Public spaces for everyone?

Posted: September 26, 2010 in Uncategorized
Tags: , , , ,

When I left my home and my family

I was no more than a boy,

in the company of strangers

in the quiet of the railway station running scared.

Laying low, seeking out the poorer quarters

where the ragged people go,

looking for the places only they would know.

The Boxer, by Paul Simon

It’s a bright sunny day and I’m sitting on my bench, sipping my coffee, not fully realizing how fortunate I am.  If I want, I can walk down the street and get a double dip of chocolate chip in a sugar cone.  Or maybe go browse the bookstore.  Later that evening I’ll probably go out to eat dinner with my wife, maybe take in the Friday evening concert at the levee.  Much later, I’ll be home, maybe watching tv or cruising the internet.  When we’ve finally exhausted all that the day has to offer, a comfortable bed awaits.

The bench I sat on hours ago is now a bed for one of the ragged people, whose name is known only to other ragged people.  He’ll rest for a couple of hours before a cop taps the soles of his shoes and tells him to move on.  The next morning he’s back for a few more hours.  The cops won’t run him off until the city once again populates with people not so different from me.

Recently I had the pleasure of speaking to the Kanawha Garden Club, who have taken a special interest in Charleston’s Davis Park.  Davis Park is a fundamentally good public space in need of a little refreshing after thirty years of public life.  In discussing some of the needs of the park with the garden club, someone asked the question:  “What can we do about the smokers?”

I’m not a smoker and like most non-smokers, I don’t really want to be around those who do smoke.  We recognize the dangers of second-hand smoke and marginalize people who choose to engage in that particular behavior, while not (yet) completely depriving them of their right to smoke.   So we have to figure out how to accommodate smokers while protecting the fresh air of non-smokers.  One solution is to create special areas where smokers can congregate.  Keep them among their own kind.

I joined the club for lunch after my presentation and the conversation moved from accommodating smokers to accommodating the itinerant, the indigent, and the homeless.  Do those who seek out the poorer quarters have a lesser right to public spaces than the rest of us?

One means of keeping public spaces safe is by keeping out undesirables.  We can all agree that people who want to engage in illegal activities shouldn’t be allowed in our public spaces, but beyond that, it will be difficult to find agreement about whom we deem as undesirable.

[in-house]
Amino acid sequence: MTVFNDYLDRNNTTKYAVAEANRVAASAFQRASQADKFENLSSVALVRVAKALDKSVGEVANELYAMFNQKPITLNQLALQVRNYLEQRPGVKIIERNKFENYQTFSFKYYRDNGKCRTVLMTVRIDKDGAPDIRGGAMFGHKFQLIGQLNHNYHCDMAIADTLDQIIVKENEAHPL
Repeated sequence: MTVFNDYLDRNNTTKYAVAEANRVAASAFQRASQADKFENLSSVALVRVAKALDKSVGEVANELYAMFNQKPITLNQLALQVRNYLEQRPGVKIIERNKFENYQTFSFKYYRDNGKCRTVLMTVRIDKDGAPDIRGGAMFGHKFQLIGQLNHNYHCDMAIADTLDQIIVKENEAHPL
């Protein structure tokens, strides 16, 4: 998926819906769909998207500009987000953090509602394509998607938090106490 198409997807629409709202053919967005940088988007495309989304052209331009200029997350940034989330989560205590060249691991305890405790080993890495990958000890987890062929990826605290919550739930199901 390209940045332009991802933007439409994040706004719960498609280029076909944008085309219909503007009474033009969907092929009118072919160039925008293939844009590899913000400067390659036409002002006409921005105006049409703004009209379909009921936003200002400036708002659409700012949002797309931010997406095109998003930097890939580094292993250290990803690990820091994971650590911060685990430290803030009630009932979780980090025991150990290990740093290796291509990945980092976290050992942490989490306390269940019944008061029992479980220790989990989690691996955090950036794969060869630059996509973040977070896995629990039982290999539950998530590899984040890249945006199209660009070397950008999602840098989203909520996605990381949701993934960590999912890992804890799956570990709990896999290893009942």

A more effective means of maintaining safe places is inclusion.  The more different people we can include, the more inviting the space is for everyone.

But what of the ragged people?  Do we acknowledge their presence?  Do we analyze their needs?  Do we recognize that, like smokers, most people don’t want to be around them?  Or do we keeping tapping on their soles?

It’s not a question simply for the designer, it’s a question for our civic leaders.  It’s a question for everyone who uses public spaces.  It’s a question for all of us.  And there’s not an easy answer.

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Comments
  1. Sky says:

    Great questions! Thanks Joe!
    Sky

  2. My own feeling is that simply not wanting to be around someone, even if a majority doesn’t want to be around that person, should not be grounds for exclusion. Whether or not the person causes harm seems like a logical approach. For example, research has demonstrated that smokers harm non-smokers via secondhand smoke. However, the “ragged” individuals – poor or homeless – do not cause harm by simply being present. If we draw lines based on who doesn’t want to be around whom, pretty soon all public spaces would be empty. 🙂 Even the occasional panhandling is not harmful, despite indignant reactions from the less tolerant. As long as a “no” answer is accepted politely, asking “Can you spare a dollar?” is fundamentally no different than asking “Will you buy a scoop of rocky road from my ice cream cart?” or “Can you tell me the time?”

  3. Richard Lubbers says:

    One homeless woman studied in train stations until she graduated from high school with grades that landed her in Harvard. She has a book out now telling her story.

    Another homelss person grows old in the corner of the same train station asking for spare change.

    One man sneers in response to a panhandler. Another hands out a $20, wondering if it will help to feed the stomach or if it will be used to numb the mind.

    “A man hears what he wants to hear, and disregards the rest.”

    It seems some people live by the prayer, “Deliver us from unpleasantness.” People who think that way will certainly not want to see the ragged people in public spaces. For my part, I’d rather share a park bench with a ragged man than with people the likes of Bernie Madoff or Kenneth Lay.

  4. Joseph Bird says:

    Scott and Richard, I appreciate your reasoned comments. The best answer is to understand that not everyone who is different is a threat, either physically or psychologically. That kind of enlightenment, though, is more difficult for some. If our public spaces are designed in such a way that interaction is forced, many people will simply avoid the public space. On the other hand, if we can entice a broad cross-section of people and create an inclusive space, maybe the enlightenment which you speak of can occur naturally in a non-threatening environment.

  5. GennaClaire says:

    Thanks for sharing this with me, Joe. I love The Boxer as an intro. And I love all the important questions and important points you bring up, particularly: “The more different people we can include, the more inviting the space is for everyone.” Also, are you in Charleston?!

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